An alternating permutation of [1, 2, 3, ..., n] is an arrangement such that each element is either greater than its previous and greater than the next, meaning p[i-1] < p[i] > p[i+1] or lesser than the previous and lesser than the next, meaning p[i-1] > p[i] < p[i+1]. In other words, this means that each run of three consecutive elements should never be strictly increasing or decreasing. There is a further distinction that an alternating permutation can be either UP or DOWN. For UP, this means that the alternating permutation begins with the first element being less than the second, and the opposite is true for DOWN. For example, there are 4! = 24 permutations of [1, 2, 3, 4]

1 2 3 4
1 2 4 3
1 3 2 4  Alternating UP since 1 < 3 > 2 < 4
1 3 4 2
1 4 2 3  Alternating UP since 1 < 4 > 2 < 3
1 4 3 2
2 1 3 4
2 1 4 3  Alternating DOWN since 2 > 1 < 4 > 3
2 3 1 4  Alternating UP since 2 < 3 > 1 < 4
2 3 4 1
2 4 1 3  Alternating UP since 2 < 4 > 1 < 3
2 4 3 1
3 1 2 4
3 1 4 2  Alternating DOWN since 3 > 1 < 4 > 2
3 2 1 4
3 2 4 1  Alternating DOWN since 3 > 2 < 4 > 1
3 4 1 2  Alternating UP since 3 < 4 > 1 < 3
3 4 2 1
4 1 2 3
4 1 3 2  Alternating DOWN since 4 > 1 < 3 > 2
4 2 1 3
4 2 3 1  Alternating DOWN since 4 > 2 < 3 > 1
4 3 1 2
4 3 2 1


The permutations left unmarked are NOT alternating.

Your goal is take a permutation and output whether it is

• alternating UP
• NOT alternating
• alternating DOWN

## Rules

• This is so the shortest code wins.
• You are allowed to modify the input be 0-indexed, 1-indexed, or a permutation of the English alphabet abcdefghijklmnopqrstuvwxyz in uppercase or lowercase.
• The length of the input will be between 2 and 26.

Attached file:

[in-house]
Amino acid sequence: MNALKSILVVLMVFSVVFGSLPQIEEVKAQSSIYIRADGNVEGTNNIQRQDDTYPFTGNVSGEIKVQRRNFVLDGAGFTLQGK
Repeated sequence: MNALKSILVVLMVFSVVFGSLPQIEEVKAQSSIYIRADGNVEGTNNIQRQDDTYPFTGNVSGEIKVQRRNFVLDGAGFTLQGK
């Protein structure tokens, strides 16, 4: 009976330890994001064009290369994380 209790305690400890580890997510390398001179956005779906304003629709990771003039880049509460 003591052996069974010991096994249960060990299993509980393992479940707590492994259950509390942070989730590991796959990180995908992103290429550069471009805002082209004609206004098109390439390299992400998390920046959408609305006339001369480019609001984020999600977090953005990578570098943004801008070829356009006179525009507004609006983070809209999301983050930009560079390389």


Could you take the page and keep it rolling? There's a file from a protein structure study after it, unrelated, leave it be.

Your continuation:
• You are allowed to choose your own output to represent the three classes but you must state what they are in your submission.

## Test Cases

1 2  UP
2 1  DOWN
1 2 3  NOT
1 3 2  UP
2 1 3  DOWN
2 3 1  UP
3 1 2  DOWN
3 2 1  NOT

• The phrase "each element is greater than or less than the previous element" is not very clear (arguably, it just means that consecutive elements are distinct, which always holds in a permutation). I suggest something like "doesn't contain an increasing or decreasing run of three consecutive numbers", and then you can clarify that the permutation alternates between rising and falling pairs. – Zgarb Oct 20 '16 at 10:20
• @Zgarb I've tried to clarify the definition a bit more – miles Oct 20 '16 at 11:53
• Isn't "each element is either greater than its previous and lesser than the next or lesser than the previous and greater than the next" the exact opposite of what an alternating permutation is? It should be either greater than both the previous and the next, or lesser than both. – Emigna Oct 20 '16 at 13:11
• @Emigna Thanks, I got it backwards. – miles Oct 20 '16 at 18:13
• Can I adopt this abandoned proposal? – programmer5000 Jun 9 '17 at 12:38

Note: this is an attempt to fix up a currently closed question by someone else so that they can rescue it, not an attempt to steal their question.

When implementing an algorithm for correcting aliased measurement data, I hit the need to implement following function. The function takes input bitstring on the left, and should produce the integer and list on the right:

               1 =>   1, [0]
10 =>   1, [0]
100 =>   1, [0]
101 =>   2, [0, 1]
1000 =>   1, [0]
1011 =>   3, [0, 2, 1]
... more test cases at end of post ...


Note that it is guaranteed that the input bitstring is aperiodic.

## Physical background

Consider a digital system that changes its output every N clock cycles. A measurement system doesn't know N, so it reads the output every M cycles, where M <= N.

Now some of the measurement samples will be identical to the previous ones, which is represented as 0 in the bitstring and the sample is discarded. When the value changes, 1 is added to the bitstring and the sample is stored.

However, the timestamp of the sample will be too late. The numbers in the output array represent a correction that must be applied. The output format expresses this correction as a fraction of the sample interval, where the standalone integer is the denominator and the array contains the numerators.

As an example with N = 4 and M = 3:

Clock cycle     0 1 2 3 4 5 6 7 8 9 0 1 2 3 4 5 6 7 8 9